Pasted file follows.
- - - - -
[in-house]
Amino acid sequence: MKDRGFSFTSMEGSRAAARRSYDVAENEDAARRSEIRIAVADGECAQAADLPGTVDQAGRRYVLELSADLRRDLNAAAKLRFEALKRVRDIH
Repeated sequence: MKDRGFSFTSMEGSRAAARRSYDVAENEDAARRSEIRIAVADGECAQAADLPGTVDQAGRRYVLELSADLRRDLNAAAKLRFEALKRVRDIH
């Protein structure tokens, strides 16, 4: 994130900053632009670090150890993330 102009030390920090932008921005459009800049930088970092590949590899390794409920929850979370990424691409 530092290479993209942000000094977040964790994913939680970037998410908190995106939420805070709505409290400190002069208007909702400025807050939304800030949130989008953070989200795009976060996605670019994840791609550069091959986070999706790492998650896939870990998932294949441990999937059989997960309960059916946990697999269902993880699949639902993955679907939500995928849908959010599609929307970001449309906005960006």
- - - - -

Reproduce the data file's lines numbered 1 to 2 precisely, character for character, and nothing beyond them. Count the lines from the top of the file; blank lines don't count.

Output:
[in-house]
Amino acid sequence: MKDRGFSFTSMEGSRAAARRSYDVAENEDAARRSEIRIAVADGECAQAADLPGTVDQAGRRYVLELSADLRRDLNAAAKLRFEALKRVRDIH